BOSTON--(BUSINESS WIRE)--The majority of women in technology have experienced toxic work environments, with 21% experiencing it frequently. That’s according to Talent Works, Boston-based Recruitment Processing Outsourcing (RPO) provider, which surveyed 400 women in technology on their experiences on recruitment and employment across the Eastern Seaboard.
The results, released today on International Women’s Day, make for concerning reading.
When asked what puts women in technology off taking a role, a toxic culture was the most common answer (35%). Fixing the gender pay gap topped the list of what women feel is needed to feel supported in tech (63%), followed by promoting healthy work cultures (58%).
An overwhelming percentage of respondents said the responsibility to create organizational change lies at the top (69%), with 67% of respondents noting they’d be more likely to join a tech firm that has female leadership.
Jody Robie, SVP at Talent Works, commented: “Supporting women in technology needs to be an ongoing and intentional effort. It needs to start at the top, and include a clear commitment to ensure women’s success consistently at all levels of an organization. Companies may be getting better at recruiting female talent, but there is still work to do to ensure the employee experience and road to success is an equal commitment.”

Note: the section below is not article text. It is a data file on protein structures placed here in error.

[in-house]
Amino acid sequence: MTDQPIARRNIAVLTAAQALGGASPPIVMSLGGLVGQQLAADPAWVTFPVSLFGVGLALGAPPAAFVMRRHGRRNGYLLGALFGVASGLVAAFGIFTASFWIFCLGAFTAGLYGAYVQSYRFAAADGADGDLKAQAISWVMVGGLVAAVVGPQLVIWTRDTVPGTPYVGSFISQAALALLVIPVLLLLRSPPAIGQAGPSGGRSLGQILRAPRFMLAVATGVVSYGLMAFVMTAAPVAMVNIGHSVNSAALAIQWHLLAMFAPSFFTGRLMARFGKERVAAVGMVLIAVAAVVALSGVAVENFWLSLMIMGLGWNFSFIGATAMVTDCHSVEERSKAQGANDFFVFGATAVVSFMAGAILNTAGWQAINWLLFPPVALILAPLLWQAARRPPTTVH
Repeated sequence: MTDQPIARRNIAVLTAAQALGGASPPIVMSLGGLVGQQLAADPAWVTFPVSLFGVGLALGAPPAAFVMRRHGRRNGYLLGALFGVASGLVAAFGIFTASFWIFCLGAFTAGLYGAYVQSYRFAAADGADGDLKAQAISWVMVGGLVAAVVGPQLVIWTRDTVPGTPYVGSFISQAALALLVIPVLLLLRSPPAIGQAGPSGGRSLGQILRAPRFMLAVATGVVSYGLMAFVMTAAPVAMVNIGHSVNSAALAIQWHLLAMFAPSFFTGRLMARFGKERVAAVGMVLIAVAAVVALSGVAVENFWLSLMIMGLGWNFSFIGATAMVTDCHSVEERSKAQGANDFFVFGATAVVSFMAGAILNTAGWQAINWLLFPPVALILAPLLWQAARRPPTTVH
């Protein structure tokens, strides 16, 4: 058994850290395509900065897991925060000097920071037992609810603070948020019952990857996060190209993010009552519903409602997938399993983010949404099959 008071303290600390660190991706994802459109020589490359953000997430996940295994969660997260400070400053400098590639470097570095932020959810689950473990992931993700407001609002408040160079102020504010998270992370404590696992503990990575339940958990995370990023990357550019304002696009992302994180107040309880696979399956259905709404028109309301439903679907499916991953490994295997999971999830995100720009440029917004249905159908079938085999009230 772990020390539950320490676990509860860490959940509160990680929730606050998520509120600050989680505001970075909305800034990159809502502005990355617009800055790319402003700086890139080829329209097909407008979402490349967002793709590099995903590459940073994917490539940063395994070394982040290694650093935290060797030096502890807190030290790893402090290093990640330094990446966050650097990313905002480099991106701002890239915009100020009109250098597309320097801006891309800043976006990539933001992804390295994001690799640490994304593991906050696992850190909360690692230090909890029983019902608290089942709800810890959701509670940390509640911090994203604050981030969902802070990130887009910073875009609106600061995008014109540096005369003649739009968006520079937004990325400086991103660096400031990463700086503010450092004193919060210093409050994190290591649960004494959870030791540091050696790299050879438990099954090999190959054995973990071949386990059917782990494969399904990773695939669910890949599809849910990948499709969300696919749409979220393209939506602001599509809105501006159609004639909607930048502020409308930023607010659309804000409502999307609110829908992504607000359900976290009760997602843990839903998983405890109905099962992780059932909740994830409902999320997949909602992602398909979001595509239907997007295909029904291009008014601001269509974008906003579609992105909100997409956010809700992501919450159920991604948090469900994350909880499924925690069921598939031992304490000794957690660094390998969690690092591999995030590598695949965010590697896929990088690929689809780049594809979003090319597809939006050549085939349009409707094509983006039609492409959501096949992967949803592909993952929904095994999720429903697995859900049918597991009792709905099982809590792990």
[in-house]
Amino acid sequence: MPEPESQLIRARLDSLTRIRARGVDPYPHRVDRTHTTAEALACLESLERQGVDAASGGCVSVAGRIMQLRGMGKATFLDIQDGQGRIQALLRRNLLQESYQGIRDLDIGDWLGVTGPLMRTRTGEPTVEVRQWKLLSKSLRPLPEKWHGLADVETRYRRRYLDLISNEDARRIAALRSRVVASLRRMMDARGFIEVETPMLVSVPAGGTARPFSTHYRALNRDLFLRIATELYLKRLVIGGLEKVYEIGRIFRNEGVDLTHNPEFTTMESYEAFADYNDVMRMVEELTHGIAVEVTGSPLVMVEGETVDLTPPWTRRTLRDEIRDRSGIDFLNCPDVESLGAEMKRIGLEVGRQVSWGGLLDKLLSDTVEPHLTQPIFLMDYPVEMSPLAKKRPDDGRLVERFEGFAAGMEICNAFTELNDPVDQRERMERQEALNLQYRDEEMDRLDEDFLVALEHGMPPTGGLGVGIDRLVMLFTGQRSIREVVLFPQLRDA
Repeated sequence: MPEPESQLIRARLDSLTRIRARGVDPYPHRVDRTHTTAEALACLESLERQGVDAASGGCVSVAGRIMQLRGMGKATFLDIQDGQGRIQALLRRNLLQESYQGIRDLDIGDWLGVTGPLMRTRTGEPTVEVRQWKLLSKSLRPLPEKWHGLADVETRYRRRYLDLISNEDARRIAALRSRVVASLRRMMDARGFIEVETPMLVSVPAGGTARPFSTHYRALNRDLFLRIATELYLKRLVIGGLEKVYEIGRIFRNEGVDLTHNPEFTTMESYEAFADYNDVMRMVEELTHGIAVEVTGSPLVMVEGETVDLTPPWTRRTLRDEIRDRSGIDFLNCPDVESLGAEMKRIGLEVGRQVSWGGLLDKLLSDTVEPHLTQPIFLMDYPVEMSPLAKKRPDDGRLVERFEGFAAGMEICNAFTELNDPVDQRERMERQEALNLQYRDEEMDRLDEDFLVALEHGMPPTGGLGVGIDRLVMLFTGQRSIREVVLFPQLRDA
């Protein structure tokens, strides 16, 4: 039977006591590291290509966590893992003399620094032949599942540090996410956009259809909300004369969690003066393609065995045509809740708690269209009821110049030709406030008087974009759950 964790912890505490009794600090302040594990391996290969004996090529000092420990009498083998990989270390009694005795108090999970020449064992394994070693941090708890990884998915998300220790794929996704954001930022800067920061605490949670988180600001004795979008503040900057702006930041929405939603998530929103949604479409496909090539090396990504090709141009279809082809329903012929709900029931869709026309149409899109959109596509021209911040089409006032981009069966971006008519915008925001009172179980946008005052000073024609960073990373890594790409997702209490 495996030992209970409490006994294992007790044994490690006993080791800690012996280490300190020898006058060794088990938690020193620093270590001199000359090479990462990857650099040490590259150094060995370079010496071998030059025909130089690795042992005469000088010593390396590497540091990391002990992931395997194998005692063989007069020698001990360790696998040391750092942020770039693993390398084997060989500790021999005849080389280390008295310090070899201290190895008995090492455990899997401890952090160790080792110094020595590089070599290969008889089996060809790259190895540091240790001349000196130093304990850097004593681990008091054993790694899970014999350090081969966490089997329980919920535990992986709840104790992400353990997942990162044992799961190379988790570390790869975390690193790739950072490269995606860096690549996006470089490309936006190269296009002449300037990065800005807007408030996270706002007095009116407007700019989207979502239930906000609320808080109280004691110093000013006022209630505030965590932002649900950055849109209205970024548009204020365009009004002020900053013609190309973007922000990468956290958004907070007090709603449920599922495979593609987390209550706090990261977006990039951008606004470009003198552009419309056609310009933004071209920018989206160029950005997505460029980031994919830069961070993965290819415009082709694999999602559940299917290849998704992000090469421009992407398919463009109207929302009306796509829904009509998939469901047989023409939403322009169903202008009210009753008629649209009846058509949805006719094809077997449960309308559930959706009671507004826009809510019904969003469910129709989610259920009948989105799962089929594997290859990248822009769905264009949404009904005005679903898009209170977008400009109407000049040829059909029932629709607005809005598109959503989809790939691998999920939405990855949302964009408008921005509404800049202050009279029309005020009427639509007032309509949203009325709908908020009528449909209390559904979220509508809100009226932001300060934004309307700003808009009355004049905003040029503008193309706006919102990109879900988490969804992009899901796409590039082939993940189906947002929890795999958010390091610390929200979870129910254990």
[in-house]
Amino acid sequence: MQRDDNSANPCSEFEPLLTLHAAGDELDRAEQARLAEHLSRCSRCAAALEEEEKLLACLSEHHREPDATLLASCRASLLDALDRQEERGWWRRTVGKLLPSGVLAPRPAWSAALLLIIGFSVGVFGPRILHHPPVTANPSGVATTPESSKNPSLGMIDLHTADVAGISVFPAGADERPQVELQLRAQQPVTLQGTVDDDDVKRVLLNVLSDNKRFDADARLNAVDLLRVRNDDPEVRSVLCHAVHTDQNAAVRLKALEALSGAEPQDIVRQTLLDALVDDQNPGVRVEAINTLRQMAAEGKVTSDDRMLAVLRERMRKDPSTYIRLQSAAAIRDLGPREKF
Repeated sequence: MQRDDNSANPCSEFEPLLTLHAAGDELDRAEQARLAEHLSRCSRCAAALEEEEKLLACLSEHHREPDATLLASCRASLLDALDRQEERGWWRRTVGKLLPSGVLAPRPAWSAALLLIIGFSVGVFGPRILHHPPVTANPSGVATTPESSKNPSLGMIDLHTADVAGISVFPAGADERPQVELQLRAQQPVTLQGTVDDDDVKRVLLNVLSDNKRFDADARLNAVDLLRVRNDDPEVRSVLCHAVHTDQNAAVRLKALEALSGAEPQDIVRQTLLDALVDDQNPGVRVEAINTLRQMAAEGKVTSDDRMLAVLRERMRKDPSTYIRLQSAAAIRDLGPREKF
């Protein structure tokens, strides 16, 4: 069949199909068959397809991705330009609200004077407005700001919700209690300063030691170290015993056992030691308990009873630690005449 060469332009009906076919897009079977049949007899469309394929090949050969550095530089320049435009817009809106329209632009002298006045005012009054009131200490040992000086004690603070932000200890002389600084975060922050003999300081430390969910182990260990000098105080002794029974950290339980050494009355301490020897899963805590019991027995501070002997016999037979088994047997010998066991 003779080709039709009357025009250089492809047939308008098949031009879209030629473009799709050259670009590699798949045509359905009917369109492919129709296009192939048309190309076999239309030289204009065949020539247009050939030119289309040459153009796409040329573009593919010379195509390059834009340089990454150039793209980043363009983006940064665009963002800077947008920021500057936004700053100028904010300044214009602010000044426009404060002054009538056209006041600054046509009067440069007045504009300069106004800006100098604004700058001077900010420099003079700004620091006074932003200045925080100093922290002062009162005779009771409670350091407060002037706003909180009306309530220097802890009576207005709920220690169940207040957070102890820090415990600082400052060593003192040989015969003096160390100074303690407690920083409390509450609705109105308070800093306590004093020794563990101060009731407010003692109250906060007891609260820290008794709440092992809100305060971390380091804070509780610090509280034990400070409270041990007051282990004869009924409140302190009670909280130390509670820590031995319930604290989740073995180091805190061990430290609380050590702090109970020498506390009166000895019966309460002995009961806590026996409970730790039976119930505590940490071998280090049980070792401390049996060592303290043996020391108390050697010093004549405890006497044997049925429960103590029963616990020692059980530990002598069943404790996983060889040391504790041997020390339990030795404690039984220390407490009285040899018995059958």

The application process also has a considerable impact on whether women apply for a role, with 65% of respondents being confident that they can spot a toxic work environment during the application process.
Pamela Reeve, Chair of The Commonwealth Institute, a non-profit organization that propels women leaders to achieve professional and personal success, commented: “Creating an inclusive tech culture where women rise as far as their talent and ambition will take them is not the result of slogans, pronouncements or required training programs alone. Every element must be addressed, from language, selection criteria, development opportunity assignment, pay equity, flexible hours and location. It starts with leadership, cascades throughout the entire company, and then flows back up in performance and feedback.”